Today I am happy to have on my blog, author Amber Mosby.
Amber Mosby was born in Forrest City AR. She has one younger sister. She moved to southern California with her mother and sister when she was 14 years old. She then spent her days moving around the area until she settled to San Francisco for college.
She has two degrees from San Francisco State University in psychology and photojournalism and she has high hopes of someday having a photo spread in National Geographic.
At this time she has no children and no pets but has plans to get a pot bellied pig which will be named P-ROK.
What is your favorite thing about being a writer?
My absolute favorite thing about being a writer is the challenge of storytelling. You get all these ideas and images in your head and it’s up to you to show other people what you see via your words. The details become so important; the inflection in someone’s tone, the menacing way a person might be standing. They reader can’t see any of that unless you (the author) tell the story right. I love the challenge!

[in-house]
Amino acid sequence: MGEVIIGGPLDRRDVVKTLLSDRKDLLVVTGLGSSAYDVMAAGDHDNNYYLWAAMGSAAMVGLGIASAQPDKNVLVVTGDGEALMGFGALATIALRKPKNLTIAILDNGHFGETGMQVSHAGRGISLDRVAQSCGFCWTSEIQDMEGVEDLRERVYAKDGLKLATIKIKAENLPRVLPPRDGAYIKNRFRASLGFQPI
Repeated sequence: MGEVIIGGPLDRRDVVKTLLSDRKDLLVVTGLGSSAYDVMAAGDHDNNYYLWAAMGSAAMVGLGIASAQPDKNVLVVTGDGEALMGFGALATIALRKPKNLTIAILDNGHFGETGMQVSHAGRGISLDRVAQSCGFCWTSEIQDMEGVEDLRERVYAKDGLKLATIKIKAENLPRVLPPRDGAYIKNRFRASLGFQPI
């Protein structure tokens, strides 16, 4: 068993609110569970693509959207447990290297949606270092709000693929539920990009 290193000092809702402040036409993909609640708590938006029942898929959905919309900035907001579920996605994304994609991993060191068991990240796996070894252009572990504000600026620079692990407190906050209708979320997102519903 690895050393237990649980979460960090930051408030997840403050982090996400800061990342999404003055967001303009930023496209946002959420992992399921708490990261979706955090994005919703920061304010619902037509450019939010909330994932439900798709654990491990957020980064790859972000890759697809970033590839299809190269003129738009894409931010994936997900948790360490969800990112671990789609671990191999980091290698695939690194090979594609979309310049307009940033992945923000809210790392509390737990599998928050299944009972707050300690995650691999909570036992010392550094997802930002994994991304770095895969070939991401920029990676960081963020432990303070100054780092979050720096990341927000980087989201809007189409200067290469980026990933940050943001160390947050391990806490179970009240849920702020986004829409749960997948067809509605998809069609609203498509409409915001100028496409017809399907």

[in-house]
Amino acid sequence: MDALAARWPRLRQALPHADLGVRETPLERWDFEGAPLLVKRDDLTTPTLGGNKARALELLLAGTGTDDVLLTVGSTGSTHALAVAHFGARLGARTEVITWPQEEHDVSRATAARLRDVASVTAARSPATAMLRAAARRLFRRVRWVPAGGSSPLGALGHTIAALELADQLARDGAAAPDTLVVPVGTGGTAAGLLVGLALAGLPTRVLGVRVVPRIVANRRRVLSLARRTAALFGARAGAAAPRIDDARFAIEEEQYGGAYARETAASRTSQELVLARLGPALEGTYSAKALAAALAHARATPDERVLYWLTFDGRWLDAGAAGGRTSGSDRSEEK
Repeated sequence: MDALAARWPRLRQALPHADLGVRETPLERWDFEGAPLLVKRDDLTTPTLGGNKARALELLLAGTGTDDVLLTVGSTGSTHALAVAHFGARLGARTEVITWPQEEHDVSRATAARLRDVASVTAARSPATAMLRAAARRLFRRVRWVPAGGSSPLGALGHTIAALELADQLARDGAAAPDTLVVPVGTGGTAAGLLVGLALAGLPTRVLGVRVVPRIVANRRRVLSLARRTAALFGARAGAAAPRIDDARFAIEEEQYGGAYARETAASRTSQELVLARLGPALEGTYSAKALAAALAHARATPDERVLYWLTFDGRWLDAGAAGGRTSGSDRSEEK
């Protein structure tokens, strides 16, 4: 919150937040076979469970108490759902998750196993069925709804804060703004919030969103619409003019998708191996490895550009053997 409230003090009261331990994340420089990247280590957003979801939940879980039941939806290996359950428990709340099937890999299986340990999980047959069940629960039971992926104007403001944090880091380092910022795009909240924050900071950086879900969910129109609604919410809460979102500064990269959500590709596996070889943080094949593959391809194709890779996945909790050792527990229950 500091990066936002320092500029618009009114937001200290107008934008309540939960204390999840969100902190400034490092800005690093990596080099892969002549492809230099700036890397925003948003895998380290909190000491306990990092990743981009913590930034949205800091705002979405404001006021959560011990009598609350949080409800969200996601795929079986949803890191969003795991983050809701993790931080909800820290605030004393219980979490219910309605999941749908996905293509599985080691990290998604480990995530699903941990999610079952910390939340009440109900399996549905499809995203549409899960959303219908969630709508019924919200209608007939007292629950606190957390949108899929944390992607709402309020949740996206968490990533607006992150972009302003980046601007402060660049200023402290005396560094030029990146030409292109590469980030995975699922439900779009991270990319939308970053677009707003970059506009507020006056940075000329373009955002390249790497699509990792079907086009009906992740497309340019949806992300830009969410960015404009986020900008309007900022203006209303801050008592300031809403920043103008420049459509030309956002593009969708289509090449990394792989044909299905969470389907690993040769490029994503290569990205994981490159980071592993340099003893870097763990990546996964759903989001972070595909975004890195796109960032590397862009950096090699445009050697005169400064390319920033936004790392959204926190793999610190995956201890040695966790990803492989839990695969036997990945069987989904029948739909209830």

What was the hardest part of writing your book?
The hardest part of writing a book for me is knowing when to end it. I could go on and on with the story but I hate it when something gets dragged to death. I often worry that I should have added just a little more to make the story better.
How long have you been a writer?
I’ve been writing short stories and essays since I was 6 years old. I wrote my first novel Lyons’ Girl when I was 16 and I still write regularly. I am working on three new projects at this time including a trilogy and what could turn out to be a graphic novel
What other careers have you had?
I have a degree in psychology and a degree in photojournalism so I have had all kinds of careers. I am getting a Master’s in Education at this time. Teaching and tutoring is something I have done for years as well as freelance photography when I’m not writing.
Where are you from?
I was born in the great state of Arkansas and spent most of my youth living in the southern states. After Arkansas, it was Tennessee, then Georgia, and Kentucky before we finally moved to California when I was 14
How can readers connect with you?